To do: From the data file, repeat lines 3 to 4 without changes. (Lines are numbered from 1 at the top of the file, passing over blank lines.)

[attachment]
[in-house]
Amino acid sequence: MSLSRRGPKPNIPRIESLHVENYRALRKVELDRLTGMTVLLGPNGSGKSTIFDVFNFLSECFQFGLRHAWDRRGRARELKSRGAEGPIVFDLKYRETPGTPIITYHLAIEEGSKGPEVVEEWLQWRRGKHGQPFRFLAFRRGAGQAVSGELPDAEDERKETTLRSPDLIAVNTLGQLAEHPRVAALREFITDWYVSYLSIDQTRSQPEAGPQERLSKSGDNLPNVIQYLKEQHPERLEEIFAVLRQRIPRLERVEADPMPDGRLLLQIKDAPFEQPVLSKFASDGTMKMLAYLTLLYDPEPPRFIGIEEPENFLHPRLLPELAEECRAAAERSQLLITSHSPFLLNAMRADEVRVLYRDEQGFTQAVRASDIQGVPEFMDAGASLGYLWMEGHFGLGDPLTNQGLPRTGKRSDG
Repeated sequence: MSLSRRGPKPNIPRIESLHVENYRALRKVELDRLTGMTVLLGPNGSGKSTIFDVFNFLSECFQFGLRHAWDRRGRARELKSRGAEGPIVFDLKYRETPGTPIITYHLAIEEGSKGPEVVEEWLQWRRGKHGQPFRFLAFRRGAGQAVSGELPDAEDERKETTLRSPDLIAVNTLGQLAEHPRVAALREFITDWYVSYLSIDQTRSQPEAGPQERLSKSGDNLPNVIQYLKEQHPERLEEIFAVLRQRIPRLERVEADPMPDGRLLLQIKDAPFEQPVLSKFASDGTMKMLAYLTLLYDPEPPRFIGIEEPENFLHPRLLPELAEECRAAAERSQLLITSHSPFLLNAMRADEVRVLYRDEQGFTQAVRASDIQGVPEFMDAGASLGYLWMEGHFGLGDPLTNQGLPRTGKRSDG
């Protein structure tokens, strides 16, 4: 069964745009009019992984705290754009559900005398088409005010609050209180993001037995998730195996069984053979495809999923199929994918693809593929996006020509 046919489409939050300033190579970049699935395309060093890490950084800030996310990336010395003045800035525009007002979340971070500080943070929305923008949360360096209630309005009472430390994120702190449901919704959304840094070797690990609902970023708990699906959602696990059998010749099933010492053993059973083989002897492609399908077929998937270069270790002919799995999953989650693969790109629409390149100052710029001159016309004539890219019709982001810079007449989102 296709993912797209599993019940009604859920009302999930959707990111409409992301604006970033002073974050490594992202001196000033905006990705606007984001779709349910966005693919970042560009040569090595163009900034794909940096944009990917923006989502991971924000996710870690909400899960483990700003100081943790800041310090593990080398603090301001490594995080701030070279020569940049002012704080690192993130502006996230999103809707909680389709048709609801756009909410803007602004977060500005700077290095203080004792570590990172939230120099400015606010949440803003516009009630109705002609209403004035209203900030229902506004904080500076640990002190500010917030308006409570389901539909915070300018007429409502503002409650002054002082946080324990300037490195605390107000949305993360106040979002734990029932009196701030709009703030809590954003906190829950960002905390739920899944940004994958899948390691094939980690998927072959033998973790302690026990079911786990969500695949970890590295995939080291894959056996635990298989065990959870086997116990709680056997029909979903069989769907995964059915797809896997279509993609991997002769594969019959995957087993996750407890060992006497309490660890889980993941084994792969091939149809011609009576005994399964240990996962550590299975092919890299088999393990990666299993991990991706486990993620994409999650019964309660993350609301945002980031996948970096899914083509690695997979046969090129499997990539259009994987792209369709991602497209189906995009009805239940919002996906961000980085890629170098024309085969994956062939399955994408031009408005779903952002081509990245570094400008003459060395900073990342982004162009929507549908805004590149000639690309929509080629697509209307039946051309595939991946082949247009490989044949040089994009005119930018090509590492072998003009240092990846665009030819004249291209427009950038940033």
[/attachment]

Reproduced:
Repeated sequence: MSLSRRGPKPNIPRIESLHVENYRALRKVELDRLTGMTVLLGPNGSGKSTIFDVFNFLSECFQFGLRHAWDRRGRARELKSRGAEGPIVFDLKYRETPGTPIITYHLAIEEGSKGPEVVEEWLQWRRGKHGQPFRFLAFRRGAGQAVSGELPDAEDERKETTLRSPDLIAVNTLGQLAEHPRVAALREFITDWYVSYLSIDQTRSQPEAGPQERLSKSGDNLPNVIQYLKEQHPERLEEIFAVLRQRIPRLERVEADPMPDGRLLLQIKDAPFEQPVLSKFASDGTMKMLAYLTLLYDPEPPRFIGIEEPENFLHPRLLPELAEECRAAAERSQLLITSHSPFLLNAMRADEVRVLYRDEQGFTQAVRASDIQGVPEFMDAGASLGYLWMEGHFGLGDPLTNQGLPRTGKRSDG
């Protein structure tokens, strides 16, 4: 069964745009009019992984705290754009559900005398088409005010609050209180993001037995998730195996069984053979495809999923199929994918693809593929996006020509 046919489409939050300033190579970049699935395309060093890490950084800030996310990336010395003045800035525009007002979340971070500080943070929305923008949360360096209630309005009472430390994120702190449901919704959304840094070797690990609902970023708990699906959602696990059998010749099933010492053993059973083989002897492609399908077929998937270069270790002919799995999953989650693969790109629409390149100052710029001159016309004539890219019709982001810079007449989102 296709993912797209599993019940009604859920009302999930959707990111409409992301604006970033002073974050490594992202001196000033905006990705606007984001779709349910966005693919970042560009040569090595163009900034794909940096944009990917923006989502991971924000996710870690909400899960483990700003100081943790800041310090593990080398603090301001490594995080701030070279020569940049002012704080690192993130502006996230999103809707909680389709048709609801756009909410803007602004977060500005700077290095203080004792570590990172939230120099400015606010949440803003516009009630109705002609209403004035209203900030229902506004904080500076640990002190500010917030308006409570389901539909915070300018007429409502503002409650002054002082946080324990300037490195605390107000949305993360106040979002734990029932009196701030709009703030809590954003906190829950960002905390739920899944940004994958899948390691094939980690998927072959033998973790302690026990079911786990969500695949970890590295995939080291894959056996635990298989065990959870086997116990709680056997029909979903069989769907995964059915797809896997279509993609991997002769594969019959995957087993996750407890060992006497309490660890889980993941084994792969091939149809011609009576005994399964240990996962550590299975092919890299088999393990990666299993991990991706486990993620994409999650019964309660993350609301945002980031996948970096899914083509690695997979046969090129499997990539259009994987792209369709991602497209189906995009009805239940919002996906961000980085890629170098024309085969994956062939399955994408031009408005779903952002081509990245570094400008003459060395900073990342982004162009929507549908805004590149000639690309929509080629697509209307039946051309595939991946082949247009490989044949040089994009005119930018090509590492072998003009240092990846665009030819004249291209427009950038940033």